- Which feature do you need?
blockMesh utility as implemented in OpenFOAM but with SimScale’s easy to use graphical charm.
- What is the problem that you want to address with this feature?
Sometimes, I am willing to put in extra work to get the mesh I desire for more simple geometry. Take the below mesh:
The level of refinement at the trailing edge, I have yet to be able to reproduce in the current hex-dominant meshing algorithm. The above mesh has a sub 100k cell count and sufficiently captures the flow and will hopefully provide valid results against experimental results when it is finished.
However, C meshing isn’t the only application. In the electronics industry, it is common to use basic models to ensure that the best thermal design can be accomplished before too much effort is put into the electrical device itself. This is usually in the form of very cartesian geometry which lends itself to block meshing. Not only can thin layers be easily controlled in block meshing for solid parts (such as conductive and substrate layers in PCB design) but the interfaces between the solids or between the solid and fluid making a mesh that is perfect for CHT, with fast convergence.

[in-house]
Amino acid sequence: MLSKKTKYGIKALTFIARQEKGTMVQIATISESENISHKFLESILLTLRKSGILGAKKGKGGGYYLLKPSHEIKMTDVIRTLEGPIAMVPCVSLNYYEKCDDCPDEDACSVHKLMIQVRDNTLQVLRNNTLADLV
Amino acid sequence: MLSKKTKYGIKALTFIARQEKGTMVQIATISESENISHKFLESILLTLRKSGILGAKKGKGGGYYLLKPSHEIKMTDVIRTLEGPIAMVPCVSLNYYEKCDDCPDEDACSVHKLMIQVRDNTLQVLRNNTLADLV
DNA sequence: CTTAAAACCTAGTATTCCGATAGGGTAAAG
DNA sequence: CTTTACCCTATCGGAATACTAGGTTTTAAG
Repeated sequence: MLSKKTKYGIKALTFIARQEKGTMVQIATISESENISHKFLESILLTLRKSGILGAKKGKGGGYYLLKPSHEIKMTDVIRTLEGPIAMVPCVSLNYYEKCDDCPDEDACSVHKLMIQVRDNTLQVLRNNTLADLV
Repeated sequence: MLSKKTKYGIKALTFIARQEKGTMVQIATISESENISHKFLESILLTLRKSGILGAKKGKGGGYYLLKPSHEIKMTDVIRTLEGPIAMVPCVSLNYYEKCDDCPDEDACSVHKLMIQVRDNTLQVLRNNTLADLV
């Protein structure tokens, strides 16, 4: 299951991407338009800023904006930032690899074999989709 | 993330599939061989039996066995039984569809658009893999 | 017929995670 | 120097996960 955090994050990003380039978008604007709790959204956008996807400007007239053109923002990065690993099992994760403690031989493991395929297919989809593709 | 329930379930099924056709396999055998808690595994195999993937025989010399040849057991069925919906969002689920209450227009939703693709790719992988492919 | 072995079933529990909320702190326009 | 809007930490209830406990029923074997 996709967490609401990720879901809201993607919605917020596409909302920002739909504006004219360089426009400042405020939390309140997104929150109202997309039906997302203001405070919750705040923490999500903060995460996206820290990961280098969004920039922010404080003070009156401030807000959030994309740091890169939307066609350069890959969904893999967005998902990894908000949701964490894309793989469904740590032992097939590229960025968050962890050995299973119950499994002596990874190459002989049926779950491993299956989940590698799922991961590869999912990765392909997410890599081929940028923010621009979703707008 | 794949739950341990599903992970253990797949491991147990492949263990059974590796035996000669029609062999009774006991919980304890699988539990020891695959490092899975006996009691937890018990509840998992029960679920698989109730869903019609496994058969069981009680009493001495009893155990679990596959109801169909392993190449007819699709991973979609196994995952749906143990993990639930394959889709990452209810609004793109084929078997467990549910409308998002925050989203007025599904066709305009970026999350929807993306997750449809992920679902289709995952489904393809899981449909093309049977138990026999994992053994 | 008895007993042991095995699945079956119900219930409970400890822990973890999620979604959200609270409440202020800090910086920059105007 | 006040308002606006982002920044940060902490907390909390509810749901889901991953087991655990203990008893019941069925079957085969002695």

Eventually, it might be nice to be able to mix the techniques, allowing complex geometry to be auto meshed whilst the base mesh is created from basic blocks, particularly useful for meshing aircraft, where the aerofoil example is still an issue but to block mesh an entire plane would be impractical, instead block meshing the wings and snapping the body would give the most accurate results.
- What is the expected outcome?
I expect to be able to upload a geometry like that below:
Where I upload the blocks, and define these things:
- The number of divisions and the expansion ratio of each edge by creating a refinement with these options and applying all edges that I wish to assign to that geometry.
- block interfaces, i.e. where multi-blocks are joined into a single block because sometimes we need multiple blocks made of multi-blocks, for example, a heatsink will consist of many blocks as does the fluid domain around it. Alternatively, we could say we want of the blocks to belong to a solid and do this via a refinement. An example of this would be where we create a unification refinement selecting all blocks that belong to the heat sink, all other blocks should be assumed to assign to a single block that isn’t the heatsink. By default, all block should be joined as a single mesh.
The meshing algorithm should define the edges from the geometry, so if it is an arc or a spline the appropriate information should be pulled. If no explicit information is given about a blocks divisions or expansion ratio it should be assumed based upon block size, and the neighbouring cell size.
This might be a long way off but I think it would give us a great opportunity to create meshes with the ultimate, optional control.